YOU MIGHT ALSO LIKE

Why ISIS Wants the Paris Climate Talks to Fail

NASA Carbon Map Shows Which Countries are Polluting the World

France Cancels Major Climate March, Groups Say They Won’t Be Silenced

Bernie Sanders: ‘Climate Change Is Directly Related to the Growth of Terrorism’

EcoWatch Daily Newsletter

Natural Resources Defense Council

By Emily Deanne

Shower shoes? Check. Extra-long sheets? Yep. Energy efficiency checklist? No worries — we've got you covered there. If you're one of the nation's 12.1 million full-time undergraduate college students, you no doubt have a lot to keep in mind as you head off to school. If you're reading this, climate change is probably one of them, and with one-third of students choosing to live on campus, dorm life can have a big impact on the health of our planet. In fact, the annual energy use of one typical dormitory room can generate as much greenhouse gas pollution as the tailpipe emissions of a car driven more than 156,000 miles.

Read More Show Less
Kokia drynarioides, commonly known as Hawaiian tree cotton, is a critically endangered species of flowering plant that is endemic to the Big Island of Hawaii. David Eickhoff / Wikipedia

By Lorraine Chow

Kokia drynarioides is a small but significant flowering tree endemic to Hawaii's dry forests. Native Hawaiians used its large, scarlet flowers to make lei. Its sap was used as dye for ropes and nets. Its bark was used medicinally to treat thrush.

Read More Show Less
Sponsored
Frederick Bass / Getty Images

States that invest heavily in renewable energy will generate billions of dollars in health benefits in the next decade instead of spending billions to take care of people getting sick from air pollution caused by burning fossil fuels, according to a new study from MIT and reported on by The Verge.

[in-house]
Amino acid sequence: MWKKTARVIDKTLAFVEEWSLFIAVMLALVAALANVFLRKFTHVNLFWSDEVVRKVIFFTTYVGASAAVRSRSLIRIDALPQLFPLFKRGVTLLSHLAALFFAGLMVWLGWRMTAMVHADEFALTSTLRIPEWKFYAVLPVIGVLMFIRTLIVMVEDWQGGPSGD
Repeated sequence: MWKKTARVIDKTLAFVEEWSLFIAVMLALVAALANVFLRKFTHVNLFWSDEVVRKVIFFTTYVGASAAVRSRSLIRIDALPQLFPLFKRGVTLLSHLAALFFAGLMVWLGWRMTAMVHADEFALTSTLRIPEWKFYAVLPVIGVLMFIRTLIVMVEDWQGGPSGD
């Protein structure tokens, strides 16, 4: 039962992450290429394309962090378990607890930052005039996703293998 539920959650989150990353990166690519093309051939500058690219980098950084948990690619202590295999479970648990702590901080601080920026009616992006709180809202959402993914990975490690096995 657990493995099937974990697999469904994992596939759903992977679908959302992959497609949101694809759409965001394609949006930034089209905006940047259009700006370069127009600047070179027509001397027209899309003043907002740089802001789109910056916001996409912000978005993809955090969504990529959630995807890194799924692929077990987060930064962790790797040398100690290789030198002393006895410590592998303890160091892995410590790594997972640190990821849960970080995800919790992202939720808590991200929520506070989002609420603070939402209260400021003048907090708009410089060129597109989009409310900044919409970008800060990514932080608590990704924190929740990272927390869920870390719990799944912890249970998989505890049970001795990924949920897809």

Read More Show Less
Aerial view of lava flows from the eruption of volcano Kilauea on Hawaii, May 2018. Frizi / iStock / Getty Images

Hawaii's Kilauea volcano could be gearing up for an eruption after a pond of water was discovered inside its summit crater for the first time in recorded history, according to the AP.

Read More Show Less
A couple works in their organic garden. kupicoo / E+ / Getty Images

By Kristin Ohlson

From where I stand inside the South Dakota cornfield I was visiting with entomologist and former USDA scientist Jonathan Lundgren, all the human-inflicted traumas to Earth seem far away. It isn't just that the corn is as high as an elephant's eye — are people singing that song again? — but that the field burgeons and buzzes and chirps with all sorts of other life, too.

Read More Show Less
Sponsored
A competitor in action during the Drambuie World Ice Golf Championships in Uummannaq, Greenland on April 9, 2001. Michael Steele / Allsport / Getty Images

Greenland is open for business, but it's not for sale, Greenland's foreign minister Ane Lone Bagger told Reuters after hearing that President Donald Trump asked his advisers about the feasibility of buying the world's largest island.

Read More Show Less
AFP / Getty Images / S. Platt

Humanity faced its hottest month in at least 140 years in July, the US National Oceanic and Atmospheric Administration (NOAA) said on Thursday. The finding confirms similar analysis provided by its EU counterparts.

Read More Show Less
Newly established oil palm plantation in Central Kalimantan, Indonesia. Rhett A. Butler / Mongabay

By Hans Nicholas Jong

Indonesia's president has made permanent a temporary moratorium on forest-clearing permits for plantations and logging.

It's a policy the government says has proven effective in curtailing deforestation, but whose apparent gains have been criticized by environmental activists as mere "propaganda."

Read More Show Less